A hearty welcome back to another post about specialty crops grown in Indonesia!
What a fantastic spice is made out of these little pieces called cloves.The intense flavor of the funny looking flower buds, which are picked from wild trees and simply dried in the tropical sun when laid out on cloth – as seen everywhere in Indonesia (see Pic. 1).
Cloves – Botanical feature
The plant is classified of the botanic family Myrtaceae and further to the species Syzygium aromaticum. This evergreen tree grows originally in the Mollucas – also called Spice Islands of Indonesia, and can reach a height of 12 m. The flowers are grouped in terminal clusters as shown in Pic. 2. The early developed flower buds are pale, then turning into shadows of green and at harvest being fully red with a length of 1.5 to 2 cm (0.59 – 0.79 in). As it looks like a nail in shape the Latin name “clove” was given to these little flower buds (see again Pic. 1).
The origin of this inspiring spice is documented in the Mollucas, where the oldest clove tree in the world is reported on Ternate, one of these spice Islands of Indonesia, being 350 – 400 years old (!) (by: Worrall, Simon (23 June 2012). “The world’s oldest clove tree”. BBC News Magazine).
It is told that this spice was introduced to other regions out of the Moluccas through stolen seedlings from this very tree in 1770 and then transferred to Mauritius, from where it arrived to Zanzibar. This African island once was the main producer of cloves.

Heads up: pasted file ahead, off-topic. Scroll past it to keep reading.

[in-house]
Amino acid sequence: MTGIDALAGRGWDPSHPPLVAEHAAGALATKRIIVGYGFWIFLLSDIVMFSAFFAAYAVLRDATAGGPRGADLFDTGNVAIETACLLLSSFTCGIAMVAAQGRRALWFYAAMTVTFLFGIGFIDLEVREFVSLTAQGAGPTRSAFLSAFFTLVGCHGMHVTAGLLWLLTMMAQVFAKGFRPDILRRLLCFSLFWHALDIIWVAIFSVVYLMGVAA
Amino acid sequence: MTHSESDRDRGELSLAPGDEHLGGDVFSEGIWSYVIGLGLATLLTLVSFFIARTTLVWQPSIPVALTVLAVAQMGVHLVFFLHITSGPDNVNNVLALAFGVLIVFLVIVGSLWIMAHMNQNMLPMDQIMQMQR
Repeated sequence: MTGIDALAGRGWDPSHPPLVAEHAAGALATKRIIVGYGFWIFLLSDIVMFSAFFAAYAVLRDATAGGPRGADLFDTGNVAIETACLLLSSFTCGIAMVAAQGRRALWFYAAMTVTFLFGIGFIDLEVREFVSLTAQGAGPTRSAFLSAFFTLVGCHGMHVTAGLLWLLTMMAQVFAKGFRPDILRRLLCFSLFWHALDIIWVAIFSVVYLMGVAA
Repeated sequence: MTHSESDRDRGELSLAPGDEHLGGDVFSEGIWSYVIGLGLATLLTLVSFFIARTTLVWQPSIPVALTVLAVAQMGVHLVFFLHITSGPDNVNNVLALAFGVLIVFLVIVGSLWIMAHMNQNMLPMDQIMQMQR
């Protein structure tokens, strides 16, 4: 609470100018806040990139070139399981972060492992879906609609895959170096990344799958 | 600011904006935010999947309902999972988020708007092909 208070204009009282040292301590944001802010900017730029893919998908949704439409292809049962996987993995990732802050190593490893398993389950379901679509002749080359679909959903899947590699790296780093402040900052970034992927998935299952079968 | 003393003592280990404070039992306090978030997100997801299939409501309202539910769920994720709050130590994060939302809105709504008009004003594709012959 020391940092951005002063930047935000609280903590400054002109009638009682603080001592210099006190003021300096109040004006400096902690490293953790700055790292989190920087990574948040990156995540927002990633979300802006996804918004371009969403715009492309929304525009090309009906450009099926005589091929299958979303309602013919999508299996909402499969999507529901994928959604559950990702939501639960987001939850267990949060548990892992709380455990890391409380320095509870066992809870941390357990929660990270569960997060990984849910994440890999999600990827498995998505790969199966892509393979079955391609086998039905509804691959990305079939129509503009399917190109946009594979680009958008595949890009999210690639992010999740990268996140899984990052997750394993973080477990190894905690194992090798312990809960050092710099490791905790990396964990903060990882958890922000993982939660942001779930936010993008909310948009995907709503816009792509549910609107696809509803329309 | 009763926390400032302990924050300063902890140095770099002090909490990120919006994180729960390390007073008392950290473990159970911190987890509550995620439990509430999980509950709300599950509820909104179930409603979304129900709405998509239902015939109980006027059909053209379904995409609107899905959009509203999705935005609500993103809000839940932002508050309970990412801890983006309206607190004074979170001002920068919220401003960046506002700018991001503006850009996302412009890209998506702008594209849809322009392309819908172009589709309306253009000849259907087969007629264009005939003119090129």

However, before clove trees were planted outside of Indonesia, the processed oil was traded by the Dutch East India Company. This trade company was very powerful and tried to get a monopoly in cloves as they had for nutmeg. But as cloves grew all over the Indonesian Islands, they did not succeed in their efforts.
For those of you, who want to know more about the rich history of cloves plants, you may find more information under this link:
As we all know from our childhood, cloves added to dishes like soups, fruits or Cole do not taste nice, when we bite on them, right? So, we learnt to carefully seek them out before eating and enjoy instead the wonderful rich sweet and aromatic flavor as an ingredient!
Oh, how intense is the smell of cloves – we are really dazzled by its intense aroma (!) – even more in hot meals.
Moreover, we can find cloves in the Asian, African, Near and Mid East regions – also combined with citron or sugar. In Mexico, they include also cinnamon and cumin with the so-called “clavos de olor” and in Peru they prepare “carapulcra” (Pic. 3) and “arroz con leche” with cloves.
The oil does the kick
Interestingly, – but for more advanced readers about spices not surprisingly (!) – the most important compound for the aroma of cloves is the oil. More specifically Eugenol is present between 72 and 90 % in the essence of clove oil extractions; this constituent is responsible for the taste and smell – giving us this intense touch of senses!
By the way, Eugenol has not been classified to be toxic.
One more interesting use to close with
There is a special use for cloves in Indonesia, which is smoking in a cigarette called “kretek”. Also in Europe this kind of cigarette is smoked – as well as in Asia and the US.
Here below see the typical lay out of cloves for drying in the sun – (photo link:
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